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|Title:||Loop propensity of the sequence YKGQP from staphylococcal nuclease: implications for the folding of nuclease|
Reverse Turn Conformation
Particle Mesh Ewald
|Publisher:||JOHN WILEY & SONS LTD|
|Citation:||JOURNAL OF PEPTIDE SCIENCE, 13(10), 679-692|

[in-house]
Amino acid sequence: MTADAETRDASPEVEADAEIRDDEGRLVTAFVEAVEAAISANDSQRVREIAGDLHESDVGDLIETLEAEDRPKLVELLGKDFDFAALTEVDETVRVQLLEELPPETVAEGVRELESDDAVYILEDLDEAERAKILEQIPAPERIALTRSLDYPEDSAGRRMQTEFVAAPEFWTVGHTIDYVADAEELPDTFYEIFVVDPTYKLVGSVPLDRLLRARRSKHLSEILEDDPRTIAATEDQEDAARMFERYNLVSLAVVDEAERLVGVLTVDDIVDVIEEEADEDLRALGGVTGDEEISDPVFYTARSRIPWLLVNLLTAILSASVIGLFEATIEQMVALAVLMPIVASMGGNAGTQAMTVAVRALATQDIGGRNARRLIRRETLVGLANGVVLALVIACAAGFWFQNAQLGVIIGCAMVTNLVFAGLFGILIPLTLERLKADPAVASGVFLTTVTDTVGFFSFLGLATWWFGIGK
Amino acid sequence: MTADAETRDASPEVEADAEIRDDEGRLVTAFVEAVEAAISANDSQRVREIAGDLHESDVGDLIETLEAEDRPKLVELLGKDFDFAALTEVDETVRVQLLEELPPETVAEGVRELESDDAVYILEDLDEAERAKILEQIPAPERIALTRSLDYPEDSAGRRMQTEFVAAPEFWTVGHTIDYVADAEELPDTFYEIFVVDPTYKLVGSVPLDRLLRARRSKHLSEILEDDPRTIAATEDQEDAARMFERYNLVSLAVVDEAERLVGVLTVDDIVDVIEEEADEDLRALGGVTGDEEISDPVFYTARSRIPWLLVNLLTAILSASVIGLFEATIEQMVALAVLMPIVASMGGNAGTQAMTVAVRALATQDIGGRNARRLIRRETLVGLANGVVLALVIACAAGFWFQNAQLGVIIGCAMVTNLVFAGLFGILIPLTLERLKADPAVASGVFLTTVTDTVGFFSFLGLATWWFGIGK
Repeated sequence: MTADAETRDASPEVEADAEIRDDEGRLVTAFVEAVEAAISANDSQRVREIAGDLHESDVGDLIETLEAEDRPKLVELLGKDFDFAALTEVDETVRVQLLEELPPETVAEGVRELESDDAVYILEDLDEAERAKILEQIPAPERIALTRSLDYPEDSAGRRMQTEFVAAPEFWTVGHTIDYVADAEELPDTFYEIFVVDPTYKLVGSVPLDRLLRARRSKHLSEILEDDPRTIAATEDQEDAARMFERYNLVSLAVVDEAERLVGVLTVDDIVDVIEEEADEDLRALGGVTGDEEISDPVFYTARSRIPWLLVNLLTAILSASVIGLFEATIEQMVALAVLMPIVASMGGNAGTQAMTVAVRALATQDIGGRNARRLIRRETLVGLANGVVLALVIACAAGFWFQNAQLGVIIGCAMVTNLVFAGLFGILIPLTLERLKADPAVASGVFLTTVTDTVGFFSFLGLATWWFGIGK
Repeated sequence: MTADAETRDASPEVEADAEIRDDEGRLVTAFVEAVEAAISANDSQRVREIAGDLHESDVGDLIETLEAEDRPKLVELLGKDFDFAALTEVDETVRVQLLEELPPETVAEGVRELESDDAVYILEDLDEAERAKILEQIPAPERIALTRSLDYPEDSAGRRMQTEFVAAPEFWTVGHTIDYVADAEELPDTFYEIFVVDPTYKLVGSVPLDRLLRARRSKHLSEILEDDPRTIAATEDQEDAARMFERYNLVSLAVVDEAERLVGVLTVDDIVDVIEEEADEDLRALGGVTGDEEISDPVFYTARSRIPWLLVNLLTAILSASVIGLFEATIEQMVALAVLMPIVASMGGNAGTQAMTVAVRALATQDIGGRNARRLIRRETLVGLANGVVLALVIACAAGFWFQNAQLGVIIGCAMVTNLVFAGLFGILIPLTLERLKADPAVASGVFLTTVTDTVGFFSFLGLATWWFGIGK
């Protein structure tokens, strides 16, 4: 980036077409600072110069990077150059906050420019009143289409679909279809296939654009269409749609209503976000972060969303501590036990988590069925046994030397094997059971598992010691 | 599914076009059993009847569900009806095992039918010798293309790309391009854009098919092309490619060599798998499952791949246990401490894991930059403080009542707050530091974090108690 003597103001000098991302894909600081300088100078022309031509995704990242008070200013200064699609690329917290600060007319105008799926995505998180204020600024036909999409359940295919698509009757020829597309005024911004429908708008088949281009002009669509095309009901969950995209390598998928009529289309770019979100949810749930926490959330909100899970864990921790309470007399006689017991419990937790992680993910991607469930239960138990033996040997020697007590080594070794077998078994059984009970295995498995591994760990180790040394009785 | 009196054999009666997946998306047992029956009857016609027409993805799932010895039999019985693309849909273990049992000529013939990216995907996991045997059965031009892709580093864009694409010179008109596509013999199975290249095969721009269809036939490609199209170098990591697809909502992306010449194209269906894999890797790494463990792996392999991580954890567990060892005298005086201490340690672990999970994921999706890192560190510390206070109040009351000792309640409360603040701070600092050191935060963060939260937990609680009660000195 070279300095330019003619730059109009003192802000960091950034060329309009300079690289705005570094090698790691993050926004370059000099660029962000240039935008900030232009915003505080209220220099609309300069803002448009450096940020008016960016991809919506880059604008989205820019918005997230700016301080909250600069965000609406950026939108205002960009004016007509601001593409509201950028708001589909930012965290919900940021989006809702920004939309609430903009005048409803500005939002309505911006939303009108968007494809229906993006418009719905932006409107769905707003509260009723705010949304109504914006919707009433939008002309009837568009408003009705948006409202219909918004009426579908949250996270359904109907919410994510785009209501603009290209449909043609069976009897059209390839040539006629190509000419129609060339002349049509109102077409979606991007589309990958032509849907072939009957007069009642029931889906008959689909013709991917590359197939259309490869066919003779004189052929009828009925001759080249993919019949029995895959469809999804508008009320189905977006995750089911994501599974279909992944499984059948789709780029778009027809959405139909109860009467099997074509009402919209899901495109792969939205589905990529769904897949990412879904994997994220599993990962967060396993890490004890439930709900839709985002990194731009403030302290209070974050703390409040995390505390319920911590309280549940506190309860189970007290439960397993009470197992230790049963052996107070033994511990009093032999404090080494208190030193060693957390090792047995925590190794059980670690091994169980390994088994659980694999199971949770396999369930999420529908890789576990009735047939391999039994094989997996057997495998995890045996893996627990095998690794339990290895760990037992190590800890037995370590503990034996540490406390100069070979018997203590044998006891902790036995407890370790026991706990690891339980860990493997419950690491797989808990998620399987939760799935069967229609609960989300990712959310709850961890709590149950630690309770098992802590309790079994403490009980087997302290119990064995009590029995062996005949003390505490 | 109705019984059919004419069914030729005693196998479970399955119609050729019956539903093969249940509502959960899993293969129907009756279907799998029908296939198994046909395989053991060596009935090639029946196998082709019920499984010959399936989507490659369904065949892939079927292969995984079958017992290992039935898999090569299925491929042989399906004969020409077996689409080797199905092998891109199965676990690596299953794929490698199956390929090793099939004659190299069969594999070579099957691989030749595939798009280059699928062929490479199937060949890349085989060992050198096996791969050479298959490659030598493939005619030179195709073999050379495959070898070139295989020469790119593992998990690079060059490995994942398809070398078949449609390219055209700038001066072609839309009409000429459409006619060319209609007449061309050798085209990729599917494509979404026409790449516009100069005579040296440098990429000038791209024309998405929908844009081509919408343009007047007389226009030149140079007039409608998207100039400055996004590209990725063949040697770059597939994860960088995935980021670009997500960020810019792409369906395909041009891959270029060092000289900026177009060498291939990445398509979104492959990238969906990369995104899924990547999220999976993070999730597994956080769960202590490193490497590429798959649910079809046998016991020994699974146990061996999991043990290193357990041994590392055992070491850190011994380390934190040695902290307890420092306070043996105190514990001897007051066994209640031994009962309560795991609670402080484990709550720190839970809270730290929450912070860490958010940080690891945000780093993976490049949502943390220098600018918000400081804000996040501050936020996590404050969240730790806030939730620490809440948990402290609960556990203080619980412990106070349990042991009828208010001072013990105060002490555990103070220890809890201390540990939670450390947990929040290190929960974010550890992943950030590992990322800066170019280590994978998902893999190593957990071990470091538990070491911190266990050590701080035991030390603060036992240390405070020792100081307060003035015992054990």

|Abstract:||Recently we performed molecular dynamics (MD) simulations on the folding of the hairpin peptide DTVKLMYKGQPMTFR from staphylococcal nuclease in explicit water. We found that the peptide folds into a hairpin conformation with native and nonnative hydrogen-bonding patterns. In all the folding events observed in the folding of the hairpin peptide, loop formation involving the region YKGQP was an important event. In order to trace the origins of the loop propensity of the sequence YKGQP, we performed MD simulations on the sequence starting from extended, polyproline II and native type I' turn conformations for a total simulation length of 300 ns, using the GROMOS96 force field under constant volume and temperature (NVT) conditions. The free-energy landscape of the peptide YKGQP shows minima corresponding to loop conformation with Tyr and Pro side-chain association, turn and extended conformational forms, with modest free-energy barriers separating the minima. To elucidate the role of Gly in facilitating loop formation, we also performed MD simulations of the mutated peptide YKAQP (Gly -> Ala mutation) under similar conditions starting from polyproline II conformation for 100 ns. Two minima corresponding to bend/turn and extended conformations were observed in the free-energy landscape for the peptide YKAQP. The free-energy barrier between the minima in the free-energy landscape of the peptide YKAQP was also modest. Loop conformation is largely sampled by the YKGQP peptide, while extended conformation is largely sampled by the YKAQP peptide. We also explain why the YKGQP sequence samples type II turn conformation in these simulations, whereas the sequence as part of the hairpin peptide DTVKLMYKGQPMTFR samples type I' turn conformation both in the X-ray crystal structure and in our earlier simulations on the folding of the hairpin peptide. We discuss the implications of our results to the folding of the staphylococcal nuclease. Copyright (C) 2007 European Peptide Society and , Ltd.|
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